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 Then we go back to painting our staircase, which we stopped when the weather turned nasty.  Ása is off to Isafjordur with her sister to see Maggi before he’s moved to Reykjavik for an autopsy.


Thursday 9th July

Ása has gone to Reykjavik to see Maggi’s children.  She’ll be gone a couple of days we think so we get on with the usual chores:  more painting, more laundry but today we have a shopping trip to Patreksfjordur planned – the B&B is short of supplies.

Friday 10th July

Today there’s more laundry, more painting, and just checking all is ready for our guests.  Some guests last night asked for an early breakfast.  We agreed and text Emmalea to let her know.   Fortunately we managed to drag ourselves over there just as thecguests were going into breakfast – Emilea looking at us – like ‘WTF?????’ – she’d given us an old number so had no idea what was going on.   Later on we’re painting (again) and the famous singer of Bíldudalur starts talking to us in Icelandic.  We told him we didn’t understand but he persists and continues gesticulating.   We didn’t have a clue what he wanted but there was no sign of him leaving.  Finally I called Emilea out to translate – bless him he only wants his ladder back.  But clearly Emilea was not to be trusted because he sent someone else over to tell us to return the ladder.   But we ain’t finished with it yet!!!

Saturday 11th July

Emilea is doing breakfast with Katerina.   We’re there too to do the laundry and for Daz to do his ‘tour guide’ bit – he’s getting pretty good at reeling off ‘best places to visit’ locally.   Ása should be back today and Maggi’s funeral will be next Saturday.  We have a film session to wind up the day whilst Daz pops off occasionally to greet guests. We watch Magic Mike and Jurassic World.

Sunday 12th July

B&B duties today.  The dirty linen is stripped and the beds remade by 1030.  Laundry is on the go.  It’s looking good – just the cottage to worry about.  Ása got back late last night and once all is in order we take some time off. We take a packed lunch and plan a walk up some of the local mounts, in particular Lonfell and Klakkur.  Lonfell according to legend is the place where Iceland got its name.  But when we get there the cloud cover and imminent rain puts us off.  Instead we drive around the Flokalundur nature reserve area for some exploring and walk up to look at a Waterfall and later a river gorge.  We then take the coastal road past the ferry to the Snafellnes peninsula and on to Patreksfjörđur.

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Monday 13th August

Today we have a full day off and we have a plan. We’ve had breakfast and made our packed lunch and we’re on the road by 0930.  We drive to Látrabjarg.   It’s the bird cliff.  Last time we were there, there was a strong wind and it was really cold.  Today it’s warm and barely a breeze.  We’re going to walk East along the birdcliff and then down a river valley, turning West when we hit the coast and then back to the car.  A 15km walk we think.  The bird cliff is amazing as ever with puffins, razorbills, fulmars and their chicks and others we can’t identify.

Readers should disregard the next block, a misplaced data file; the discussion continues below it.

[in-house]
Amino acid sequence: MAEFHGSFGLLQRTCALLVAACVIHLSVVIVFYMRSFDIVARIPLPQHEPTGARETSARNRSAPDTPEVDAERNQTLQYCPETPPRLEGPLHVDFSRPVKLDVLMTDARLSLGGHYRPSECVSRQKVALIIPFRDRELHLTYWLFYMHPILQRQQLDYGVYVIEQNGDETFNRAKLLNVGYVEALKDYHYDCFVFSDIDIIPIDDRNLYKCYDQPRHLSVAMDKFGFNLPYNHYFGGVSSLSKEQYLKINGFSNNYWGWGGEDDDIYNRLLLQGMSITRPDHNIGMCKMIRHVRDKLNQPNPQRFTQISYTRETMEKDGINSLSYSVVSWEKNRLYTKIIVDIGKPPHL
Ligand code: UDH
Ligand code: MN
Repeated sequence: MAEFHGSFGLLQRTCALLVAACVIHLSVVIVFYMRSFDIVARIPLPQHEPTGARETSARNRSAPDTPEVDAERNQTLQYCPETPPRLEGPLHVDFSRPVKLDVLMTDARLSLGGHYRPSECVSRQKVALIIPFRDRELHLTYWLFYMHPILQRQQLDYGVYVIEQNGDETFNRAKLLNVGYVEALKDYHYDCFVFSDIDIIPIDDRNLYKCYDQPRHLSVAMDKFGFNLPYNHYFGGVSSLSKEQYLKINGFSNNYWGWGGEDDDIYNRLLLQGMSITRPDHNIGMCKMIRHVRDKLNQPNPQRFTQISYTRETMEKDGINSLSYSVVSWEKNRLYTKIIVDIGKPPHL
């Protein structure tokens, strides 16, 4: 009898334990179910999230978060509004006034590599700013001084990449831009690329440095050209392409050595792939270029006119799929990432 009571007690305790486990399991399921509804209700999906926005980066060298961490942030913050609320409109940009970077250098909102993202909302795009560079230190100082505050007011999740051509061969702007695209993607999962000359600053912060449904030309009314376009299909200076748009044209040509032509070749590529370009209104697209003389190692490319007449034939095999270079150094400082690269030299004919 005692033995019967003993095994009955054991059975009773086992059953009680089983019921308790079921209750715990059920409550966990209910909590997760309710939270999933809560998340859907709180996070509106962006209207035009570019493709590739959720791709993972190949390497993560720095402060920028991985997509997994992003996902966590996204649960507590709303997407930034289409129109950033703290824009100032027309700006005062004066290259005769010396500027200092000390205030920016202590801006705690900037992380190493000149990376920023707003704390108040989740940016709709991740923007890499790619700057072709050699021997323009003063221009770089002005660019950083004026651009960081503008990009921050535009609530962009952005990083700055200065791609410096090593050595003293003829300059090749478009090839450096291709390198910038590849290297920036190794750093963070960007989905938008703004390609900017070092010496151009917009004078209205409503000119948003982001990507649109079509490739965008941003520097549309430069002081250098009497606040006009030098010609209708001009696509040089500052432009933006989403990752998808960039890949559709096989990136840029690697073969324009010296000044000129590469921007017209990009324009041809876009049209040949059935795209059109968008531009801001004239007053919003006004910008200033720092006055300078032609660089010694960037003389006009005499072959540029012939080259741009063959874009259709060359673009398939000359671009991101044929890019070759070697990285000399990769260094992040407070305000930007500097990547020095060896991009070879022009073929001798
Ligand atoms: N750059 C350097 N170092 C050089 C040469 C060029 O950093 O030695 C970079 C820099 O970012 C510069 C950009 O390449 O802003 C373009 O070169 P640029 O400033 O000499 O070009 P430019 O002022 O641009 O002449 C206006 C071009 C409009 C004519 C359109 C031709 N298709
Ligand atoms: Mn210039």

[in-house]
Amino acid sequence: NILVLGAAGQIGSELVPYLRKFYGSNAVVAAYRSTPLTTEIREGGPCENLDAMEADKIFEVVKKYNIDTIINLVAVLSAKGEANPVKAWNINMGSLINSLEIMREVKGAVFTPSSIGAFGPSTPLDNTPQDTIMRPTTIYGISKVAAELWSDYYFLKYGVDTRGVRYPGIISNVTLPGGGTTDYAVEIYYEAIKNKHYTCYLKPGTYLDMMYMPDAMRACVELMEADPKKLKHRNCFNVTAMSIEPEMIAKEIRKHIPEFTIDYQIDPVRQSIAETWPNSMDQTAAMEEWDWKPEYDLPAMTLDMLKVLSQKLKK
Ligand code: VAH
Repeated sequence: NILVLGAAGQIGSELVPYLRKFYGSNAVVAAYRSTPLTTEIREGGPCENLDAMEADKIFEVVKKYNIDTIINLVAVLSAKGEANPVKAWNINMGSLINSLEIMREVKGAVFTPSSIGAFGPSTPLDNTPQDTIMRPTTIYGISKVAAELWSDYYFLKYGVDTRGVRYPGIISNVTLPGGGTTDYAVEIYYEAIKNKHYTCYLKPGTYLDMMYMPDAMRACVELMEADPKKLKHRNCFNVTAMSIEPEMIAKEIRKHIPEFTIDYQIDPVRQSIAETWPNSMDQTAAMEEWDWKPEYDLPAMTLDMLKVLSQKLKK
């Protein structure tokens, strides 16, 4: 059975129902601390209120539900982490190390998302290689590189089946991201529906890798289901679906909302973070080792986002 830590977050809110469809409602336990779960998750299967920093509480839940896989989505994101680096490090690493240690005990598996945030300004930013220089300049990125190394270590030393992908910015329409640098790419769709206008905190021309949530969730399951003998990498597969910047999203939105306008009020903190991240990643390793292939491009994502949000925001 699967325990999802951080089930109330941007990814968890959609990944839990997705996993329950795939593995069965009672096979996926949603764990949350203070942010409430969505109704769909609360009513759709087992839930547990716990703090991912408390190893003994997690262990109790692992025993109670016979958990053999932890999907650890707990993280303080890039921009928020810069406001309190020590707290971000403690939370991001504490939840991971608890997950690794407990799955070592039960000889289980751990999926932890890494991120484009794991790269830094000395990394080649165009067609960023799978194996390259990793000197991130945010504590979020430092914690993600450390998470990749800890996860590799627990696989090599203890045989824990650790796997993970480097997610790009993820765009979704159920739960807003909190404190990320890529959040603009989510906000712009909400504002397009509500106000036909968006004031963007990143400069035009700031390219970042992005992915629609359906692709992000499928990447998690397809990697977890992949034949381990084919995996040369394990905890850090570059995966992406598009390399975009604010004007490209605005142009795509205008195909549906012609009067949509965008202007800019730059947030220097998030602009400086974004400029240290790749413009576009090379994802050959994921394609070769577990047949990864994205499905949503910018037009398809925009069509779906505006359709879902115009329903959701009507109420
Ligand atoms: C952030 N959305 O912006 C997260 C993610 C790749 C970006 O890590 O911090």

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Down the river valley we’re walking on moss so deep our feet sink several inches.

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When we reach the beach there are more birds to watch; dunlins, sanderlings, turnstones and Arctic terns – if we’re identifying them correctly.  It is not without a reason Iceland is sometimes called the bird watchers paradise. Up to 250 different species have been spotted and over 70 of them nest here regularly.

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Once our walk is done and we say farewell to the puffins, we make our way back to Patreksfjörđur.  On the way we spot an Arctic Tern nesting site and stop and spot their chicks.

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At Patreksfjörđur we visit ‘World’s edge’ – TripAdvisor’s top restaurant here ( but there are only a handfull to choose from).   We try Minke whale for a starter and have foal for our main.  I’m sure many of you are throwing up your hands in disgust but these are Icelandic delicacies.  However, the whale was overpowered by the sauce although the texture was nice, and the foal was rather bland and a little disappointing.

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Tuesday 14th July

Today we’re back to B&B duties.  All seems routine until the guests arrive.  The family in the triple room want another bed/mattress in their room so we have to go to our house and bring another bed. Then the single occupancy, isn’t single so we need another duvet etc – that’s another raid on our house.  And we’d already had to turn a double room into a triple.  So we have 17 guests tonight.

We also finally manage to get rid of the wood / cladding we ripped out of house no 2 a couple of weeks ago.   We thought the skip man came Wednesday and Saturday.  We kept missing Saturday because it’s our day off and when I went to find skip on a Wednesday discovered we’d missed the collection because it’s a Tuesday.  But today we finally get it right.  The driver brings a big skip to the harbour and waits there for 2 hours, whilst people get rid of their wood and glass.  Two truck loads later and the wood pile is gone.


A second week in Iceland and we’re still in heaven!

Tuesday 30th June

We carry on painting today but the wind is really picking up so excessive paint is getting blown everywhere and it’s much colder but the wind is drying the paint so quickly that it becomes as tacky as glue in no time, making it even more difficult than normal.